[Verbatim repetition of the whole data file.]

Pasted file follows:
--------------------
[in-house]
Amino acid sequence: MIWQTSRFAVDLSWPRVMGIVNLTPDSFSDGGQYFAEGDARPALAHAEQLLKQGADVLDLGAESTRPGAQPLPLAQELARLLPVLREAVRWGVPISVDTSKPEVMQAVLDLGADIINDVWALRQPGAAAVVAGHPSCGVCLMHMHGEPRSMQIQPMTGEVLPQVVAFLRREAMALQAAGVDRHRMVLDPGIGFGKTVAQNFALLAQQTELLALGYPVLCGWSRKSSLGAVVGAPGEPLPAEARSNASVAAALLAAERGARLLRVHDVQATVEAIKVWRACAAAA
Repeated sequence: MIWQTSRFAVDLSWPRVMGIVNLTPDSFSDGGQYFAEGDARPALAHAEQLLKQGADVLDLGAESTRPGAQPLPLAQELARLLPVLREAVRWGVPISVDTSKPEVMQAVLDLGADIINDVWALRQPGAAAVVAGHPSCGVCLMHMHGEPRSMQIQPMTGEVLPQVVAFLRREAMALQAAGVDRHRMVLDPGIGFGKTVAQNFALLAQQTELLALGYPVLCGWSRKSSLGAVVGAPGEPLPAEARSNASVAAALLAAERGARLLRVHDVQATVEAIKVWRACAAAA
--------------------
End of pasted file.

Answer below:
[in-house]
Amino acid sequence: MIWQTSRFAVDLSWPRVMGIVNLTPDSFSDGGQYFAEGDARPALAHAEQLLKQGADVLDLGAESTRPGAQPLPLAQELARLLPVLREAVRWGVPISVDTSKPEVMQAVLDLGADIINDVWALRQPGAAAVVAGHPSCGVCLMHMHGEPRSMQIQPMTGEVLPQVVAFLRREAMALQAAGVDRHRMVLDPGIGFGKTVAQNFALLAQQTELLALGYPVLCGWSRKSSLGAVVGAPGEPLPAEARSNASVAAALLAAERGARLLRVHDVQATVEAIKVWRACAAAA
Repeated sequence: MIWQTSRFAVDLSWPRVMGIVNLTPDSFSDGGQYFAEGDARPALAHAEQLLKQGADVLDLGAESTRPGAQPLPLAQELARLLPVLREAVRWGVPISVDTSKPEVMQAVLDLGADIINDVWALRQPGAAAVVAGHPSCGVCLMHMHGEPRSMQIQPMTGEVLPQVVAFLRREAMALQAAGVDRHRMVLDPGIGFGKTVAQNFALLAQQTELLALGYPVLCGWSRKSSLGAVVGAPGEPLPAEARSNASVAAALLAAERGARLLRVHDVQATVEAIKVWRACAAAA